It looks like Virgin America will be the winner in its 3-way battle with Southwest Airlines (NYSE: LUV ) and Delta Air Lines (NYSE: DAL ) to acquire American Airlines' (NASDAQ: AAL ) two gates at Dallas Love Field.
While there is still plenty of posturing occurring, the Department of Justice wants the gates to go to Virgin America, and so that's all but certain to happen. Virgin America will remain a small player in the Dallas-Fort Worth area, but its premium, high-tech feel and focus on top business markets will help it punch above its weight from a competitive perspective.
The fight for gate space
In order to receive antitrust approval for its merger with US Airways, American agreed to divest its two gates at Dallas Love Field. The Department of Justice has the ability to determine which other airlines are qualified to bid based on the goal of promoting competition.
Dallas Love Field has become a strategic battleground for Virgin America, Southwest, and Delta because of its proximity to downtown Dallas. American Airlines dominates the larger Dallas-Fort Worth International Airport, and so it is very difficult for other airlines to be competitive there. Love Field's convenience is an offsetting factor that could attract local customers.
Virgin America, Southwest, and Delta all proposed using American's Love Field gates to offer nonstop flights to some of the largest U.S. cities. However, Virgin America had the strongest argument for gaining access to American's gates at Love Field.
Delta intended to use the Love Field gates primarily to duplicate flights it operates at DFW. This meant that awarding the gates to Delta would not have had a meaningful impact on competition. Meanwhile, Southwest already controls 16 of Love Field's gates, and it's hard to justify freezing out competitors while allowing Southwest to control 90% of the airport's gate space.
Thus, it wasn't surprising to see Virgin America get the nod from the Department of Justice. The carrier plans to move its current flights at DFW (three round-trips each to San Francisco and Los Angeles) to Love Field in October. It will also add four daily round-trips to New York's LaGuardia Airport and three daily round-trips to Washington's Reagan National Airport in October.
Next year, Virgin America will start flying twice daily to Chicago O'Hare and add a fourth daily flight for the San Francisco, Los Angeles, and Reagan National routes. This will result in a net increase of 12 flights to five of the top business markets in the U.S.
Smoke or fire?
Virgin America appears to be confident that it has the right to use the Love Field gates, because it began selling tickets for its new Love Field routes. However, Delta and Southwest haven't given up just yet.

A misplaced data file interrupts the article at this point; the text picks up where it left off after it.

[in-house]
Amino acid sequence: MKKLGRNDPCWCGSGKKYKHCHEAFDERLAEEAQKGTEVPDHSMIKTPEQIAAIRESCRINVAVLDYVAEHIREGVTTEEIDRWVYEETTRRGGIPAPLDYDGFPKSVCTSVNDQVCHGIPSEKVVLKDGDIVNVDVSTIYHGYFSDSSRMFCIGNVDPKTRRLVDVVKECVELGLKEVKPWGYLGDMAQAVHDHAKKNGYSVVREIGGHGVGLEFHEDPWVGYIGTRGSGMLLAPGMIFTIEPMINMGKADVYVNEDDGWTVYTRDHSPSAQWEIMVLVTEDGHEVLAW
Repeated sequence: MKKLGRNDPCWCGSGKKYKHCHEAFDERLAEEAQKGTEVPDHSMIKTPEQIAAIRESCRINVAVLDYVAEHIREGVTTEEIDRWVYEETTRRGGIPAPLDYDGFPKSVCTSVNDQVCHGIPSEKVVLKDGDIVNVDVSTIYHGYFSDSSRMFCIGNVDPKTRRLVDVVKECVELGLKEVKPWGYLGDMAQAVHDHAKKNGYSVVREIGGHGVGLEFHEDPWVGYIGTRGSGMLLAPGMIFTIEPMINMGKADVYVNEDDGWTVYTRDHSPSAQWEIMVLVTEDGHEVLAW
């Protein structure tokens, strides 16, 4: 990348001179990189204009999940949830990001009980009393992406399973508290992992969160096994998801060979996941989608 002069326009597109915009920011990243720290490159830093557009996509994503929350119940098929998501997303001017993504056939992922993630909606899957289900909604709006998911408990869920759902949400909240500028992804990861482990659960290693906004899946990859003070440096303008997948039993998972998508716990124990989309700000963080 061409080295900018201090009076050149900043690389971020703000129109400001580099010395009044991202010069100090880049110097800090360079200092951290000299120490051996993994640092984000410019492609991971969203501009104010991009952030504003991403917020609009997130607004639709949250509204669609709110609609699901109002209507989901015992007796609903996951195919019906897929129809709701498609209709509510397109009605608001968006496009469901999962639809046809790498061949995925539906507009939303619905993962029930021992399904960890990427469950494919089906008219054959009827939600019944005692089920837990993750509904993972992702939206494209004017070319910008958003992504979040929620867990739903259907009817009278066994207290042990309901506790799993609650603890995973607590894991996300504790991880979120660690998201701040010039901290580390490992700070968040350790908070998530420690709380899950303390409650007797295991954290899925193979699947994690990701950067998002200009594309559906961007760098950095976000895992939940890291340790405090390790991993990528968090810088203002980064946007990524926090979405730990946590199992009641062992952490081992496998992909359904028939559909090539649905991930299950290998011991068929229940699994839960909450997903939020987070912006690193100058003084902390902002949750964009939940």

The intrigue intensified in the last week, as a consulting firm retained by the city of Dallas -- which owns Love Field -- found that Southwest Airlines would be a better choice to receive the gates. A variety of hearings in the Dallas City Council on the subject are ongoing.
While there's a lot of smoke here, there's no fire. Dallas doesn't really have any legal cause to block American Airlines from subleasing its gates to Virgin America -- something that American is perfectly willing to do. The wrangling may take a while to die down, but when the smoke clears, Virgin America is virtually certain to control the last two Love Field gates.
What does it mean?
The Dallas-Fort Worth area is an enormous travel market, which is home to American Airlines' largest hub (at DFW) and a large Southwest Airlines focus city (at Love Field). As such, the addition of 12 new Virgin America flights can only have a limited effect on the market as a whole.
However, for the five routes that Virgin America will serve at Love Field, its expansion will have a noticeable impact on the competitive balance. For example, today American Airlines offers the only nonstop service from the Dallas-Fort Worth area to Reagan National Airport, which is the preferred airport for most travel to and from Washington, D.C. It offers about 10-11 daily flights on the route.
By November, American will have not one, but two competitors on this route: Southwest also plans to start flying from Love Field to Reagan Airport this fall. This will increase capacity on the route by as much as 75%, which will naturally push fares down.
In addition to having more itinerary options, travelers will also have more choices from a service perspective. Southwest still has a barebones feel, with its all-economy cabin, no meal service, and "open seating". Business travelers may find Virgin America to be more enticing as it has first class and premium economy sections, more in-flight entertainment, and buy-onboard food.
Virgin America is just about cleared for takeoff at Love Field in Dallas. Its expansion at Love Field over the next year or so will provide improved service from Dallas to 5 key markets: San Francisco, Los Angeles, New York, Washington, and Chicago. Virgin America will attempt to use its reputation for good service and its convenient location at Love Field to win customers away from American Airlines.
Virgin America's small size makes it more of a nuisance than a real threat to American. However, in combination with Southwest's concurrent expansion in Dallas, low-cost carrier service at Love Field will become a more viable alternative to American's massive hub operation at DFW.
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